4
Central
Lazydays
Photo courtesy of Lazydays


Sailing Hong Kong harbor and to the outer islands, Lazydays offers full lunch and dinner packages. A variety of menus is available and can be customized on request. The full bar menu features gourmet teas and coffees, great cocktails and a selection of wines and beers. All packages include snacks and standard drinks from the moment guests step on board. Lazydays is a truly fun way to explore Hong Kong, sailing past the city and out to some of the more remote islands and beaches. Mid week, you may even find you have an entire beach to yourselves. The trips are also very reasonably priced.


3
Tsim Sha Tsui
I-Spa
Photo courtesy of InterContinental Hong Kong


I-Spa was one of the first spas to open in Hong Kong, and its design is heavily influenced by feng shui, the ancient Chinese belief that the way a house is built or the way objects are arranged affects your success, health, and happiness. Guests can savor absolute privacy in the luxuriously spacious private spa suites, each with its own sauna, steam shower, Jacuzzi and massage facilities. Therapists can advise on the best way to awaken your senses and balance your yin and yang with rejuvenating and pampering treatments. I-Spa's signature treatments include Oriental Healing and Jet Lag Relief.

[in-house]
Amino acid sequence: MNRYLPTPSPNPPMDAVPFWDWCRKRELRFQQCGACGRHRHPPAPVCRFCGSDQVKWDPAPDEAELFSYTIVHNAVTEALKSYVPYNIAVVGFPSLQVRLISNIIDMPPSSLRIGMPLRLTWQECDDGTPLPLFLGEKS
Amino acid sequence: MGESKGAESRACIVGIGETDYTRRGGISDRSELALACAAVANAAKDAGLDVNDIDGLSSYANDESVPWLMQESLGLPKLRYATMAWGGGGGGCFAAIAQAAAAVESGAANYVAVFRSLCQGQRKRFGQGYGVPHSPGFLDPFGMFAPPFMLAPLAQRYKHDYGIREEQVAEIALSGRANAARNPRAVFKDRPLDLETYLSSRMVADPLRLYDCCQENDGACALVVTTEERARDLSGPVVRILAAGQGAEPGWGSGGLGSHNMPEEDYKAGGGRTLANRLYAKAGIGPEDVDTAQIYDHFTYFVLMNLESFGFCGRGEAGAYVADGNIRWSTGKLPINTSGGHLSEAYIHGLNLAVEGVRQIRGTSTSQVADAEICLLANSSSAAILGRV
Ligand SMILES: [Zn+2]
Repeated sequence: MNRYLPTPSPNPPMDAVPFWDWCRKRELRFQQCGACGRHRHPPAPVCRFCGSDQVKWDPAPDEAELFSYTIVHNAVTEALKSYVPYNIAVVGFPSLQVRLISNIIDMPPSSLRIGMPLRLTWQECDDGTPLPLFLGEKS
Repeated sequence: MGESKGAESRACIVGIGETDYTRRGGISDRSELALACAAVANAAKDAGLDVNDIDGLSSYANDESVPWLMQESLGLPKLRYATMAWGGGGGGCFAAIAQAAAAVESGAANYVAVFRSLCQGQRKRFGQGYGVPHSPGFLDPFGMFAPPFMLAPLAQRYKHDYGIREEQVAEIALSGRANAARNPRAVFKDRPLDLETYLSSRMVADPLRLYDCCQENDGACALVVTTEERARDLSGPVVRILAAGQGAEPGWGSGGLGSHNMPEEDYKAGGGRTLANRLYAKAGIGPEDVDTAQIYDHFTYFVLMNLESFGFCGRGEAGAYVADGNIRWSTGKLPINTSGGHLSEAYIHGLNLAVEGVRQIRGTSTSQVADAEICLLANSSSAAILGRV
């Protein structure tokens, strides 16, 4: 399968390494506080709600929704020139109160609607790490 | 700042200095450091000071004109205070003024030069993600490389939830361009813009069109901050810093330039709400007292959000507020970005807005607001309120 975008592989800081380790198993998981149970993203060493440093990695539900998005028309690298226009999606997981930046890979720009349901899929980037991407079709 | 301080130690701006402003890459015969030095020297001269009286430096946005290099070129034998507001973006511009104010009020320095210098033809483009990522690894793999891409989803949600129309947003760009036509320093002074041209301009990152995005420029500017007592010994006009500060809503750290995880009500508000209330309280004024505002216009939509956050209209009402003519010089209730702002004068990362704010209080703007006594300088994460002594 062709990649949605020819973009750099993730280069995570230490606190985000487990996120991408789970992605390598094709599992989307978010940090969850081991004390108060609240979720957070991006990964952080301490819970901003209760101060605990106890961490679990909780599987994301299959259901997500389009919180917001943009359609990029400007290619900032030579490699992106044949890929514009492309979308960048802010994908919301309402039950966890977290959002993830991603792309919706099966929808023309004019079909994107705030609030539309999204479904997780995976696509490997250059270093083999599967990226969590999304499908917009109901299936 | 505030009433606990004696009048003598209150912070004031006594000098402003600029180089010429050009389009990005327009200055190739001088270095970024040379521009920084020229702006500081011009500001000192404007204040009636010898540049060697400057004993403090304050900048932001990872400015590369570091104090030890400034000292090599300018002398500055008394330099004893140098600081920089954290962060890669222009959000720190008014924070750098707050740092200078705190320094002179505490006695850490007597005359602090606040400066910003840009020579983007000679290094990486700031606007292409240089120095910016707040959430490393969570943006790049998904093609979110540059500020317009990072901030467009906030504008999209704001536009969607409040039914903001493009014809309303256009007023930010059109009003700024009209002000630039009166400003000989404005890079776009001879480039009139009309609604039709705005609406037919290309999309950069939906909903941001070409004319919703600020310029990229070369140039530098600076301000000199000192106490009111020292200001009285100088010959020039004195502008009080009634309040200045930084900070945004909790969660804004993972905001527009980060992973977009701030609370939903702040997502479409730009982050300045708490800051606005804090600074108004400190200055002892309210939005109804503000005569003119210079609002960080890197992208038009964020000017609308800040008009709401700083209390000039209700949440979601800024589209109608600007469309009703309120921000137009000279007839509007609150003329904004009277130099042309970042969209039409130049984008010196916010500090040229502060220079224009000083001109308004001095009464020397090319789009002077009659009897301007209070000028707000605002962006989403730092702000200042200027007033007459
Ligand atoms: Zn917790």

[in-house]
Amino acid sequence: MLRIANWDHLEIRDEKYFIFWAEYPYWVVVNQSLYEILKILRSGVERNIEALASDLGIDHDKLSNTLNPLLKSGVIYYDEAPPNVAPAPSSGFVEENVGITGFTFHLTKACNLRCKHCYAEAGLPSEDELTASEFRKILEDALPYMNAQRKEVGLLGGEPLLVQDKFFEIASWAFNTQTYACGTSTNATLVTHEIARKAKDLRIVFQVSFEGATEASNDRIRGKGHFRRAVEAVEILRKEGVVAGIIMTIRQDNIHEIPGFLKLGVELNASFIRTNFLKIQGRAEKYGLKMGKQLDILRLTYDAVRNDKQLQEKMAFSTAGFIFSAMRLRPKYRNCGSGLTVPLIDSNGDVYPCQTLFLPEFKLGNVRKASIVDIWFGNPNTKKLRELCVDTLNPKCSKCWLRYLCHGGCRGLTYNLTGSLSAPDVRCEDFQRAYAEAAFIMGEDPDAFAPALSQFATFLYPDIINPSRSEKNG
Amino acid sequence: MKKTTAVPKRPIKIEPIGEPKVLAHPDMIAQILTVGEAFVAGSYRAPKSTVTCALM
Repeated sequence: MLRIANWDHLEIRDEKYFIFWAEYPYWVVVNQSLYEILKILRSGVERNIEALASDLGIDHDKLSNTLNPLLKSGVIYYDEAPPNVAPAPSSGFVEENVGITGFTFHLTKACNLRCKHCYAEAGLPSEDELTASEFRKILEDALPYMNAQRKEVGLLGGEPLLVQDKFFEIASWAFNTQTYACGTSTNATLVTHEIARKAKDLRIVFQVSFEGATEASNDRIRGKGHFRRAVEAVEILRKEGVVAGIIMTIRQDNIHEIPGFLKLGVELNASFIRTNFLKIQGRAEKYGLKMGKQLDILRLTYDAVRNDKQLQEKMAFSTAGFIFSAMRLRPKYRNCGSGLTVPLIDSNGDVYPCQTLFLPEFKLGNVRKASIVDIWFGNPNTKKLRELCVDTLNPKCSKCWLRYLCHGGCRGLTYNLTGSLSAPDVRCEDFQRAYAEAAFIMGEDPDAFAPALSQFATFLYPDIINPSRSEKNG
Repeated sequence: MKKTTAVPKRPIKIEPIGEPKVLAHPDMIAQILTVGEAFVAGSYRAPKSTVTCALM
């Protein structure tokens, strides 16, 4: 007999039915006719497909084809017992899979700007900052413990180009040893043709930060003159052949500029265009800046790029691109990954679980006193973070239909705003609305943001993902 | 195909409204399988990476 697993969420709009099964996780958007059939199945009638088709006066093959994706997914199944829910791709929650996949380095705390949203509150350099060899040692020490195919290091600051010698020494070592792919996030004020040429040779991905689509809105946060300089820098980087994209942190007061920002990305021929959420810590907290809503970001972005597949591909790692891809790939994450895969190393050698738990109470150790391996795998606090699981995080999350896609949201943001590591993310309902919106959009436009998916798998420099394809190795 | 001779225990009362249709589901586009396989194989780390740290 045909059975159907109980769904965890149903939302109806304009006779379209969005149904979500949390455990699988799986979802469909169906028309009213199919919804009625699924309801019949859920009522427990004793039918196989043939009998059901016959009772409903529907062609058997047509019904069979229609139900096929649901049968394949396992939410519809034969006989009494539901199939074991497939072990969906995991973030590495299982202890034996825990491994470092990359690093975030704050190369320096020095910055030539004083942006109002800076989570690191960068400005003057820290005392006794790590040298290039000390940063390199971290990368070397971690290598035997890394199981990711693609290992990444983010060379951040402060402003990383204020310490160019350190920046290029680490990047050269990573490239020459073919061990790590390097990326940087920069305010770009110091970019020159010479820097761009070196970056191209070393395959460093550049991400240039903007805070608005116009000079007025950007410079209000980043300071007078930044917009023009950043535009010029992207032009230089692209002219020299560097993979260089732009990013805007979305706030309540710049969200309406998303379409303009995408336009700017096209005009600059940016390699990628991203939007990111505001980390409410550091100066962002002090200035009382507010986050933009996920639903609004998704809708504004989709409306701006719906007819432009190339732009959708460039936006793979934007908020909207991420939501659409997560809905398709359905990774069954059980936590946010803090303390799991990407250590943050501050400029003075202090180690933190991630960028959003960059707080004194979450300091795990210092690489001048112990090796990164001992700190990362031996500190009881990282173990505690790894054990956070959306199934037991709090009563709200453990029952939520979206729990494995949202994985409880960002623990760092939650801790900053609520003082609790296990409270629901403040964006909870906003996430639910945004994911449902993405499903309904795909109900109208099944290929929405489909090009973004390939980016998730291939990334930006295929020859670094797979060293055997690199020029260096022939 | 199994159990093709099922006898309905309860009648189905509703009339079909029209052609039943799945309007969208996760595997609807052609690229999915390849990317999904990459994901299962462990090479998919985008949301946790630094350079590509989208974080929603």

Symphony of Lights


The 15-minute light and sound show is the top free activity in Hong Kong. Every night at 8pm, spectacularlights, lasers and digital fireworks shoot out from 45 buildings beside Victoria Harbour on both Hong Kong Island and Kowloon side. The US$5.7 million project is dubbed by Guinness Word Record as the "World's largest permanent light and sound show." All lights are controlled and displayed as a visual reflection of the eponymous music symphony which is broadcast at the same time. The best places to enjoy the show are around the Avenue of Stars on Tsim Sha Tsui Promenade, the Golden Bauhinia Square in Wai Chai or, better yet, from any cruise boat on the harbor.


Hong Kong Park
Photo courtesy of Hong Kong Tourism Board


This small, but well-designed park offers a welcome break from the concrete and glass buildings that are surrounding it. Built into the side of a small hill, top attractions include an aviary with a large selection of exotic birds, and a conservatory, which is among the most extensive in the world. It recreates various climates and includes many of the plants indigenous to each area. Also within the park's boundaries is Flagstaff House. Built in 1846, it's the oldest remaining colonial building in Hong Kong, and today is home to a fascinating tea ware museum.The park is one of the island's "lungs" providing some very welcome green space.


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Meet Ed Peters

Ed Peters has been based in Asia for much of his life.